Neoliberalism completely ignores the real world.  And yet we have been listening to people in suits wth these wacky ideas since 1984 – mostly coming from Treasury and the Commerce Seminary Faculties – supported so well by the corporates and the powerful who so benefit by their policy frameworks.  They do not like the State involvement in housing. They do not like the State involvement in health.  They do not like the State involvement in education. They do not like the State involvement in prisons. “Let’s privatise.” “The market will provide.” “The private sector does it better.” “It will all trickle down.” “Deregulate and the market will create a new age of plenty and stability.” “A true meritocracy.”

This is beyond stupidity. This is lunacy.

The Neoliberal idea that the market is the only lens of policy making (bar a few exceptions like the police and the army to protect the property owners’ interests) – the arbiter of all – is at the very least stupid.  History tells you it’s stupid.

Yet it persists. Even after the history of the other ages of neoliberalism – the 1840s (food distribution and ability-to-pay disasters) & depression (at least we got some reform acts out of that debacle).  Then the 1890s – the robber barons and more manufactured famines and Lord Curzon (who bought his Lordship and became Viceroy of India) repeated the process of famines in India – and another world depression.  The 1920s neoliberal jazz age leading to what John Kenneth Galbraith referred to as a ‘thin’ economy (all the money at the top) followed by the 1929 stock market crash and the Great Depression.

And now the new Neoliberal Age of Stupid from the 1980s. And history repeats – a system where power accumulates, people and planet are exploited, small enterprise is squashed by big mega-corporates, and we get crash after crash. 1987, 2001, 2008

… and we’re waiting for the next.
Chris Perley
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7 Responses to The Housing Crisis and Neoliberalism

  1. Good one Chris – funnily enough my wife and I both felt the same sense of total disconnect and fury listening this morning. Its the entrenched blindness with distruction being perpetrated all around I guess. Ive copied you on to my family.


    PS We are working on the idea of a “NZ Festival of dangerous ideas” – hope you will be there!


  2. Andy D says:

    So, the problem goes away if we change Government? I agree with you that markets and capitalism have to be fettered for the good of all – the difficult bit is getting the weight right. A constant struggle for any Government I think.
    That said, the lack of integrated policy for infrastructure, housing and immigration and the lack of cohesion between local and national Government is mickey mouse.


    • cjkperley says:

      Thanks Andy. No, I don’t think the problem goes away *just* with a change of government. We need a government that rejects the mythology of the last 35 odd years. We desperately need a Sanders or someone similar who speaks of the power relations of the world and the effects of the last decades of banrupt economic and corporate policies. So not just any government. A government that is prepared to acknowledge:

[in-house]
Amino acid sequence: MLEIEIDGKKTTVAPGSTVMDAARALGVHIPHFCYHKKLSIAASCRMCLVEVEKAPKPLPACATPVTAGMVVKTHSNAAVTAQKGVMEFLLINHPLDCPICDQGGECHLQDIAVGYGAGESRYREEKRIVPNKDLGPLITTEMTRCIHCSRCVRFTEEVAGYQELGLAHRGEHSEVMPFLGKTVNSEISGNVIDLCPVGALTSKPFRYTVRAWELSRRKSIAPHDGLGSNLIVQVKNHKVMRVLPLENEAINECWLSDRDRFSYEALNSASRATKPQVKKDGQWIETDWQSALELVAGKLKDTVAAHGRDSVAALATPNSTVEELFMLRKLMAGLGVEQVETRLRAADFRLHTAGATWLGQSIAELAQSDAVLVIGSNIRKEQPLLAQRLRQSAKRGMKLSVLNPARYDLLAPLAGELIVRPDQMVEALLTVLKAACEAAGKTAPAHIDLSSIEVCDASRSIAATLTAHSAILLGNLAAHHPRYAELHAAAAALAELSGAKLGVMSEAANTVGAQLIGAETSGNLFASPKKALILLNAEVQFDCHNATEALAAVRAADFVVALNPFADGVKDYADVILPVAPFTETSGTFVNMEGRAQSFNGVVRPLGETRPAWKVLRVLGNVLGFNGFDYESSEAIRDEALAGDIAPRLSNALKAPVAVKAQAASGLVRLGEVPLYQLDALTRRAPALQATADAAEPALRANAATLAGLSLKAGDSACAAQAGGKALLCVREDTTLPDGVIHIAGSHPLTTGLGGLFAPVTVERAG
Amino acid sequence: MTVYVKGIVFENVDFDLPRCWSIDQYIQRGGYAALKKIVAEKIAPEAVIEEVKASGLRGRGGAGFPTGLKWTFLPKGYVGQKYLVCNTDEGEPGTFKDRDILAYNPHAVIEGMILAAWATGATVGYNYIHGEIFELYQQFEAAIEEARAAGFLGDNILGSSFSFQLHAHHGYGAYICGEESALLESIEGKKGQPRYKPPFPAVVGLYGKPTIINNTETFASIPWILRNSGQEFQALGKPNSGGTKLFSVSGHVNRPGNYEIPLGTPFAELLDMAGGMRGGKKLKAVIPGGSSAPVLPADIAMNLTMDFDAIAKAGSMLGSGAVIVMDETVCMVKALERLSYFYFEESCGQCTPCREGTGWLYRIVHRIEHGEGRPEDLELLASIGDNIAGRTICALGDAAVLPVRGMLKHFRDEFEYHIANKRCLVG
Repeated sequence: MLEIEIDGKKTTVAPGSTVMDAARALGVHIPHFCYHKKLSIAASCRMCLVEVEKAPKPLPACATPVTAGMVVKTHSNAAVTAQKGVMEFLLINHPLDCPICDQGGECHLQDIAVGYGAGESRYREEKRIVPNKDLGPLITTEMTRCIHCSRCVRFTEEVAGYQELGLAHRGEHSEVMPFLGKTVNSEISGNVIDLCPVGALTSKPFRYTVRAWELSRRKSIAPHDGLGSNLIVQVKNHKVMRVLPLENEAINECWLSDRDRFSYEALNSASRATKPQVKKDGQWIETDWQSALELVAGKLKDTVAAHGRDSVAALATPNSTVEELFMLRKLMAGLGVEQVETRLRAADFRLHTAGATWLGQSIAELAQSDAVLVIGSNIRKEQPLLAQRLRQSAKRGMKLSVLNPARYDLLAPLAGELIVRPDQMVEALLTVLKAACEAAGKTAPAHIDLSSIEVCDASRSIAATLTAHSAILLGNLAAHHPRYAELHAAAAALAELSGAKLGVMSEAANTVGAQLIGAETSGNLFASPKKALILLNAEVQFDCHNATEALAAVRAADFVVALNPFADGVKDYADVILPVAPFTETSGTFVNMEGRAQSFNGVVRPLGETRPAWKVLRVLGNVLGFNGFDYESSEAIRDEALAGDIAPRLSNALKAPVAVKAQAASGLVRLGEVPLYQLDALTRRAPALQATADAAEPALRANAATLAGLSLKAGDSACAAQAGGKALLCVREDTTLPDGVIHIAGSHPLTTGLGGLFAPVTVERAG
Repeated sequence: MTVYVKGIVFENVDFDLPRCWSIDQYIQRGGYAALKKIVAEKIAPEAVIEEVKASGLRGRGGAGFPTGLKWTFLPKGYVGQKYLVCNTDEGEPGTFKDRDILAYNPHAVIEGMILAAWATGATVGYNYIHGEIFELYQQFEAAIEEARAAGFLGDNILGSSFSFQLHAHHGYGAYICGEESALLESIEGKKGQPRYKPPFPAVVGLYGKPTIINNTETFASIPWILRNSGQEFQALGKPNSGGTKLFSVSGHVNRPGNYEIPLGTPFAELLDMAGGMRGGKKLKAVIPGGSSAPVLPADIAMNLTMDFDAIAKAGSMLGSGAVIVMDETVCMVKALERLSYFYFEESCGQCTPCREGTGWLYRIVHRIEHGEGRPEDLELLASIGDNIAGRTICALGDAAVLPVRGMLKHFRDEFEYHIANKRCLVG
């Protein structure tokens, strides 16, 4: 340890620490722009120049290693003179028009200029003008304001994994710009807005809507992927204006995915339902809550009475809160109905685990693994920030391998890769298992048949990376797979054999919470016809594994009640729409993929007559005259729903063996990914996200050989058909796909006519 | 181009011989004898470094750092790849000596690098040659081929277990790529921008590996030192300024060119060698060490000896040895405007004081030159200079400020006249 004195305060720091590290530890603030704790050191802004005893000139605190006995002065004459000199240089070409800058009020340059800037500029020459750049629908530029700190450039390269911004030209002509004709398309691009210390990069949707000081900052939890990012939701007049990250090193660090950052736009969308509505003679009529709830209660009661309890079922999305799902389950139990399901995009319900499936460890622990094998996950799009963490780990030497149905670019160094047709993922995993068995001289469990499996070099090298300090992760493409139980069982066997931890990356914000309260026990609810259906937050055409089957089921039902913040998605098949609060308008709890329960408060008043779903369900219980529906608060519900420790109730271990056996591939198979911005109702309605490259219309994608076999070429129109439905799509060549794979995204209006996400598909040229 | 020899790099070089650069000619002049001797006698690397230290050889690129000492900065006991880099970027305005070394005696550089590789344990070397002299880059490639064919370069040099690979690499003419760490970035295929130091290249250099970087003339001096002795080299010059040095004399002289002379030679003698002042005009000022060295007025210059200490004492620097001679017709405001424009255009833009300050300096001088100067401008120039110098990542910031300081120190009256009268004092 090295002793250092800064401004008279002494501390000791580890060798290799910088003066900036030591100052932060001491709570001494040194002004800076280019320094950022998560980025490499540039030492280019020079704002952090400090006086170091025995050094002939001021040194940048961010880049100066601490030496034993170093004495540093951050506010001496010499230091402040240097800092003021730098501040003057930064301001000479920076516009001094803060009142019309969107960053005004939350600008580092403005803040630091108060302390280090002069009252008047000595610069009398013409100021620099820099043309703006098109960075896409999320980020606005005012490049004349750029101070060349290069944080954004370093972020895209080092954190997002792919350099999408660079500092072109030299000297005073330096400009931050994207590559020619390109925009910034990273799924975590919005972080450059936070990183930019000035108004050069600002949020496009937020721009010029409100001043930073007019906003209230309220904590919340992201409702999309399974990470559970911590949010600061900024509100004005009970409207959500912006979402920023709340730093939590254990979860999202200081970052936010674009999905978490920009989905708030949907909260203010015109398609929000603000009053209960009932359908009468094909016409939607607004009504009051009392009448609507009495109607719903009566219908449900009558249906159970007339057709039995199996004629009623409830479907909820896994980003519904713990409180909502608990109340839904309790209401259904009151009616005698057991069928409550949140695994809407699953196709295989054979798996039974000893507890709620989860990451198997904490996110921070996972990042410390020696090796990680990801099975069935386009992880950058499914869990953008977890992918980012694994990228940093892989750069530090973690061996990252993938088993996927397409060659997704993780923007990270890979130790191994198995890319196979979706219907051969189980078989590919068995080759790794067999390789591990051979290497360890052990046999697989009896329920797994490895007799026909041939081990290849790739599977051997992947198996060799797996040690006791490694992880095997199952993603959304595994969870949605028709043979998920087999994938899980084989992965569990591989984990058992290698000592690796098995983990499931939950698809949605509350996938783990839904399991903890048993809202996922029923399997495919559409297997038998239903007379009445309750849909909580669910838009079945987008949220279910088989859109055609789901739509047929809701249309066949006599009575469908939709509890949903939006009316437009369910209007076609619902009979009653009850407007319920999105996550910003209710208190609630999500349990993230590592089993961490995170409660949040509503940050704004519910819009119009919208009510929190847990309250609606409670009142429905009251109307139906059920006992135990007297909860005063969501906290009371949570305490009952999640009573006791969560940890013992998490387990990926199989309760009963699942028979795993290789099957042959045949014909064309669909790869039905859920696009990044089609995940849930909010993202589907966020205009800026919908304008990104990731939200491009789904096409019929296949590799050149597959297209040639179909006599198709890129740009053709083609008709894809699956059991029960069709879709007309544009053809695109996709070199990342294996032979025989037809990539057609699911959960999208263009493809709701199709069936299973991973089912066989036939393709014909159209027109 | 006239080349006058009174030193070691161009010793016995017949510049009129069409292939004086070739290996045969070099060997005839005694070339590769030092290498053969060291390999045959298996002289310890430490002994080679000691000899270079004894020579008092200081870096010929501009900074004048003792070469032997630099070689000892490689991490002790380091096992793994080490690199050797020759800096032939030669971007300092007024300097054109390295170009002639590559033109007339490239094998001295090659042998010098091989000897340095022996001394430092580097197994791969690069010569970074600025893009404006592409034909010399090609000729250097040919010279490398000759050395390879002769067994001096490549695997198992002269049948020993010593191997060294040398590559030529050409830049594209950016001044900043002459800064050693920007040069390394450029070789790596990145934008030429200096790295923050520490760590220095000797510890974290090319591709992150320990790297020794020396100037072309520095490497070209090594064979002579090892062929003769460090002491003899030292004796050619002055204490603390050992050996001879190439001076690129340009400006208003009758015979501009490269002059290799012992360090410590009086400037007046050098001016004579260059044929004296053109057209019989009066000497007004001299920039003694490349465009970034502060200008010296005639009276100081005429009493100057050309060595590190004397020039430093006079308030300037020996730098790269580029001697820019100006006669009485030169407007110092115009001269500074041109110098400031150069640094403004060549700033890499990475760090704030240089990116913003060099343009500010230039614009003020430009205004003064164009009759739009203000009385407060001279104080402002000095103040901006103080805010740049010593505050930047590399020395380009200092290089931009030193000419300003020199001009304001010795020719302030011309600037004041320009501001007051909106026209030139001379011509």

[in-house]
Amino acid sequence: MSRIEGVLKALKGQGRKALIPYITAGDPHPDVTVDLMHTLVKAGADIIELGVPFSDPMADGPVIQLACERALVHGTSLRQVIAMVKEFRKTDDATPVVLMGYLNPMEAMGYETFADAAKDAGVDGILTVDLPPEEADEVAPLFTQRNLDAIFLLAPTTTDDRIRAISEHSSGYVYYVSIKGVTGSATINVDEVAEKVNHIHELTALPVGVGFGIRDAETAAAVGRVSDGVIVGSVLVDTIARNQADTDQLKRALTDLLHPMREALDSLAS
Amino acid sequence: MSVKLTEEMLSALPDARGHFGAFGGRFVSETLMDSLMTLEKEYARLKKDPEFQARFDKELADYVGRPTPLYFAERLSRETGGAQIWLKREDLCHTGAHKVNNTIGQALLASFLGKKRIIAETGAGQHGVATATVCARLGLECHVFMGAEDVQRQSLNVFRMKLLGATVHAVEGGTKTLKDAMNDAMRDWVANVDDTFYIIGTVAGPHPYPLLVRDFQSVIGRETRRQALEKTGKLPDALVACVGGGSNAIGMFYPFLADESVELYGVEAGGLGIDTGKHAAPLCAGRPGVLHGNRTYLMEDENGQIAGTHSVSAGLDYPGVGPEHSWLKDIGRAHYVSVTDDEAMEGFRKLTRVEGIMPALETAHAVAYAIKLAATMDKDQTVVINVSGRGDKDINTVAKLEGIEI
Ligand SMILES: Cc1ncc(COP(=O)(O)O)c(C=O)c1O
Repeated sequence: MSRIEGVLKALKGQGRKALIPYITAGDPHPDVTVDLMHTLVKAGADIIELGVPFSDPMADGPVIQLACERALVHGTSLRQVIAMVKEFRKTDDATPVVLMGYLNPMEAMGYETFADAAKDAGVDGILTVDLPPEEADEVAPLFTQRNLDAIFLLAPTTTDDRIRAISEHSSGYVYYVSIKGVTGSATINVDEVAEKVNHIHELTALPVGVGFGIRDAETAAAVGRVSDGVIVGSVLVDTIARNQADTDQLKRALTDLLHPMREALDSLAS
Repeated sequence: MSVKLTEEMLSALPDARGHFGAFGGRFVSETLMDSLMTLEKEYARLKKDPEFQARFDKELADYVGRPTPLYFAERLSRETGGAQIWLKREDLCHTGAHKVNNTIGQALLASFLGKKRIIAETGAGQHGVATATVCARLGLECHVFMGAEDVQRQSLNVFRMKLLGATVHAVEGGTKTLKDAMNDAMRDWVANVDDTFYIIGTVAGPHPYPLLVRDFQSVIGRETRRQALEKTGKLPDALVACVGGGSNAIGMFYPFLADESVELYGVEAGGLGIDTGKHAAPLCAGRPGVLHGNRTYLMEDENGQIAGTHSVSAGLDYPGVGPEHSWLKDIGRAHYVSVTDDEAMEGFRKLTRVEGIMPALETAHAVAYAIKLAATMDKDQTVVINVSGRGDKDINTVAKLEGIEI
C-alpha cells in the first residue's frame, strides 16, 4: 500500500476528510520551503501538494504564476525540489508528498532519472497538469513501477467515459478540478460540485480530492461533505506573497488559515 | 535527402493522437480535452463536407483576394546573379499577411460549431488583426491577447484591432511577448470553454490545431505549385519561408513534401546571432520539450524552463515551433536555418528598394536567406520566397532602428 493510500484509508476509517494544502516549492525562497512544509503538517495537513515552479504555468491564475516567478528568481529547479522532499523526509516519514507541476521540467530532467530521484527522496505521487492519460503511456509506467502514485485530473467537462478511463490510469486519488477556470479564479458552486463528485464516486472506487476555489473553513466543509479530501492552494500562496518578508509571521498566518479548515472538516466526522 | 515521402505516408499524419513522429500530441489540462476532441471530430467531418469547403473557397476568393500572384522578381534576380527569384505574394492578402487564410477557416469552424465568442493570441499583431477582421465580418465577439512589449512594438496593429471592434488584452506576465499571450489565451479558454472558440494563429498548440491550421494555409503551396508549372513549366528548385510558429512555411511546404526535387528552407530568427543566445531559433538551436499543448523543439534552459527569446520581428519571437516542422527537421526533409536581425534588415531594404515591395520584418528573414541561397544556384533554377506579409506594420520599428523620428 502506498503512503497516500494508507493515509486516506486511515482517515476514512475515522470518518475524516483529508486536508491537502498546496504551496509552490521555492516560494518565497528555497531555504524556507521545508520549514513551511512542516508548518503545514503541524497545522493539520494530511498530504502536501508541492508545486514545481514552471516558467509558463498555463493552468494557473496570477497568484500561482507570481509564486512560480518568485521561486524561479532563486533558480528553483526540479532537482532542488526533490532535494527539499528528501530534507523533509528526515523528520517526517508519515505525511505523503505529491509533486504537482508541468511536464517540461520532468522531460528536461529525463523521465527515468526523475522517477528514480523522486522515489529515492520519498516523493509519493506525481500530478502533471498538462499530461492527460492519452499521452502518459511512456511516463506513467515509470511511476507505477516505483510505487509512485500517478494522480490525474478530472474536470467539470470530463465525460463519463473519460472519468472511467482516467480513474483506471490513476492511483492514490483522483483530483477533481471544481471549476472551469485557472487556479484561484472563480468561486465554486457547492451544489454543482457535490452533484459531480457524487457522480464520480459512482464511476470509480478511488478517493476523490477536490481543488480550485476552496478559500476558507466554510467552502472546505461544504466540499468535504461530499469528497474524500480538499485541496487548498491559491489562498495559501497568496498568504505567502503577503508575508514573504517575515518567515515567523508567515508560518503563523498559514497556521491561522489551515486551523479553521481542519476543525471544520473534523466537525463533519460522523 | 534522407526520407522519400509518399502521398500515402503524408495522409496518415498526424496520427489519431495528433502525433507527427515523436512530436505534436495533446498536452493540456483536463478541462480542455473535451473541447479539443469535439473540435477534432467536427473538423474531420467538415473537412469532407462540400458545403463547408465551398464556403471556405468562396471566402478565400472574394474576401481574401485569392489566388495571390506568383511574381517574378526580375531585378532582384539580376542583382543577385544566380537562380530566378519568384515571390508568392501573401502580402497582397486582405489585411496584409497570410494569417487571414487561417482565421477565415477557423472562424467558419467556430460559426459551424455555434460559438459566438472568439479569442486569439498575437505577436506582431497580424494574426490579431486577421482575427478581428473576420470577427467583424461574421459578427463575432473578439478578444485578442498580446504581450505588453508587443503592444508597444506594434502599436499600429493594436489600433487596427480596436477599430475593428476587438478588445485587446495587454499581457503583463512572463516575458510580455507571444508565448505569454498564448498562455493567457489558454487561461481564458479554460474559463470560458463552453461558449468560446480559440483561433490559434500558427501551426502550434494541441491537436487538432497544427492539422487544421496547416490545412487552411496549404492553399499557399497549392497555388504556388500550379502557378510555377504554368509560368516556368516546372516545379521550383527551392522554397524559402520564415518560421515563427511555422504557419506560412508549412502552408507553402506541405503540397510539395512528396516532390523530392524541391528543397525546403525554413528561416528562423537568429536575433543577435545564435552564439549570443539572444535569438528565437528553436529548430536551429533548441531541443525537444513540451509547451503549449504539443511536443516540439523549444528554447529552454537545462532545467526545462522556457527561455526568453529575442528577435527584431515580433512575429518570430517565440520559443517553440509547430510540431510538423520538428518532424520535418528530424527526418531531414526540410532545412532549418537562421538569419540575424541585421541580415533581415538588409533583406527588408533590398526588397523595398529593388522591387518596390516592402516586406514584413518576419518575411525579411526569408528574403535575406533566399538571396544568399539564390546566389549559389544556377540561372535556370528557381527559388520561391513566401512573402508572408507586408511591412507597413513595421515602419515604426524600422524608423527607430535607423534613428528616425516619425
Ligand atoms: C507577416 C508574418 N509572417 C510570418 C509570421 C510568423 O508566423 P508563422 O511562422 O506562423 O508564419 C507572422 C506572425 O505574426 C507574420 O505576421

1. the disparities of rich and poor and the negative effects
      2. the rise of mega-corporate power and the need to shift our focus back to small/medium enterprise – who owns and where they live both matter
      3. the fact that markets are not the arbiter of choice, particularly when it comes to society and the environment, and never where power is allowed a free hand, and
      4. the explicit recognition that our natural and social systems are what underpins any economy.

      I could go on, but that’s a start. Loyalty to a colour (red, blue whatever) is not what we need. We need an endorsement of values and policies that put our people and children’s children clearly centre of the picture. And that means recognising what is important and meaningful, and that certainly isn’t by treating the world as a mechanical set of measurable resources.



  3. Tom says:

    Great comments. Re the “few exceptions like the police and the army to protect the property owners’ interests” – even that is changing.
    The US uses more private contractors (mercenaries) in Iraq than they use regular troops. The US military is slowly being privatised and that is frightening. Even in NZ, often private “security” companies are used rather than police. This is the beginning of private gangs paid by the state to control the rest of us. I don’t say this lightly, we are on a very dangerous path and the frightening thing is not enough people in NZ can see it. According to the polls they are still enamoured by National and Key. That level of ignorance is a major concern.

    Neoliberalism intends to privatise everything and they will use our own military and police to suppress any opposition as has already happened during anti TPPA protests.


    • cjkperley says:

      Read Iain Pears’ Arcadia Tom. Just out. A future dystopia of Corporatocracy where each has its own private army and democracy is abolished because of its ‘inefficiency’. A sort of Corporate Warlord future – each desperate for diminishing resources and justifying any action ‘for the good of the people’. The Warlord having the title Chairman or CEO I imagine.


  4. Brian Turner says:

    It won’t be a surprise for you to know that I concur with you. One question that keeps coming to mind, and searingly, is, ‘How is it that only a small proportion of the populace can’t see it?’ Most of our radio and newspaper commentators make only mild objections. I keep thinking that broadcasting and newspaper senior management, and those who head educational institutions, are part of the enemy camp, or they wouldn’t hold down their jobs. Or am I somewhat unfair/paranoid?
    Brian T

    Liked by 1 person